Within a minute of turning on the television, the words "Las Vegas shooting" came up on the screen, atop a grainy video image of the deadly scene.
Without hesitation, I hit the off switch; my nine- and five-year-old children were on the couch next to me, and I wasn't sure what shocking imagery or words might come up that would scare them.
It's a natural parental instinct: to protect our children from anything that might worry them. We wish our offspring had been born into a world where violence didn't happen, where equality was a worldwide reality, and where hate didn't exist.
But those are, unfortunately, fanciful dreams and we must prepare our children for the reality of their world.
It needs to be done in an age appropriate way, though.
The younger kids
For my kids, turning off the news about the Las Vegas shooting was the right move.
Martine Oglethorpe, child psychologist at The Modern Parent, says, "Toddlers, pre-schoolers and lower primary aged children don't understand context, and for them it's all about the here and now."
"While they're little, we should shield them (from all news) because they're very insular. They don't need to know, because they don't have the maturity to process it or to understand what it means for them."
While it's tricky to place clear age guidelines on when it's safe for children to be exposed to the news, the Raising Children Network has some ideas around this. They suggest that watching the television news under the age of five is too scary and may lead to kids copying violent behaviour as they can't comprehend it as separate from their reality.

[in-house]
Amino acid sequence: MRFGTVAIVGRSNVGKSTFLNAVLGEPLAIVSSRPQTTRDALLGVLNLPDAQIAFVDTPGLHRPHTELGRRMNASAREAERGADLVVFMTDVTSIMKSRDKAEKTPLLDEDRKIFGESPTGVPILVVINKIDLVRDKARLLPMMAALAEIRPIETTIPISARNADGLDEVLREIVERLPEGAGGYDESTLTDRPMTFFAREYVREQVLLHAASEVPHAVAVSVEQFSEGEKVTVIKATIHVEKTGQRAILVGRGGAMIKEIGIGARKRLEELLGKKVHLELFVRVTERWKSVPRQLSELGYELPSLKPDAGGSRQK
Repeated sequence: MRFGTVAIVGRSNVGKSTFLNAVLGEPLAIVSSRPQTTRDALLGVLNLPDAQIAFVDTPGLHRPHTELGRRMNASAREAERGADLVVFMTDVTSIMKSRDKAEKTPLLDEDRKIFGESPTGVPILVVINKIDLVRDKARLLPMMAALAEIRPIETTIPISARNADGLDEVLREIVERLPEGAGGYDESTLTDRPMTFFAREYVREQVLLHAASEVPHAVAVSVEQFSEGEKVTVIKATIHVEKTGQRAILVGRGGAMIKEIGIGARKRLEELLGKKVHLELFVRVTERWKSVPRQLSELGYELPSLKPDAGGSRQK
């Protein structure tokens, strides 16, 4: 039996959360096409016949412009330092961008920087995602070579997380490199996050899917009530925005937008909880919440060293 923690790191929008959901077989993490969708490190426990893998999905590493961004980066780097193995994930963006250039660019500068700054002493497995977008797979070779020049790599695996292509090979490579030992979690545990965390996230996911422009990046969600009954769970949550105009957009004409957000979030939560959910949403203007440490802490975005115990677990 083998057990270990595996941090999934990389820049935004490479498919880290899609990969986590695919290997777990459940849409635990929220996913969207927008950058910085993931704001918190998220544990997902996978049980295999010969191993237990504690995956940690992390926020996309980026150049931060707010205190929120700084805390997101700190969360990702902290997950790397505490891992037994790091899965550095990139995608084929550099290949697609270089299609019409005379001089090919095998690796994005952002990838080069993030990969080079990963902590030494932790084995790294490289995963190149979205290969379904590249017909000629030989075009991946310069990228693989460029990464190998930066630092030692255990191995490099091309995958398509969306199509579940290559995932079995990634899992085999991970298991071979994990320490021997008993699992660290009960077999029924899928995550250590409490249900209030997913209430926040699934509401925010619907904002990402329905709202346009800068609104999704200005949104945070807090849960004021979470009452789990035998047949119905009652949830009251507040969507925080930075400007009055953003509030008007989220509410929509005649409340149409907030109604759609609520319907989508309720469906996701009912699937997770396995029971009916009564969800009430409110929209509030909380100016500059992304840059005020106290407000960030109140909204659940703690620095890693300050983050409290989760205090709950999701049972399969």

Primary school aged kids
My nine-year-old, however, had read the headline before I could switch the TV off.
"What was that about?" she asked. I took her aside and chatted about the news breaking out of Las Vegas; it felt more appropriate to talk it through, rather than put uncontrolled images in front of her.
School aged children are more able to determine that what they're seeing is real, which can in turn be confronting and frightening for them.
"As they get older, kids are more likely to think through the likelihood of things happening to them," says Oglethorpe. "They'll start to ask more questions as they become more curious about what these things mean."
"They need to know that the likelihood (of it happening to them) is very small."
Oglethorpe says it's also a good time to think about instilling some critical thinking into your child's skills base. "Ask them questions about what they think," she says. "Take the lead from your child. What do they need to know about an issue? What questions are they asking? And what are the answers they can developmentally handle?"
"We need to use their language."
Into the teen years
By the time they reach their teenage years, kids are expected to understand not just the communities surrounding them, but also the world on a wider scale.
And there's no doubt that parents of teens will take a different approach to parents of younger kids, when it comes to the news out of Las Vegas. Older kids are exposed to not just the news, but the cycle of opinions and analysis that has inevitably followed.
"This is why asking questions and developing that critical thinking through the earlier years and into their teens is so important," says Oglethorpe. "We want them to not take everything at face value."
There is one rule of thumb, though, that's good to remember for all children and parents. That is, while discussing and making some sense of the bad news is important and can't be shielded from your child forever, try to end on a positive note.
Oglethorpe says, "When your child goes to bed at night, try to make sure that the last conversation you have is positive so that they go to bed with good thoughts."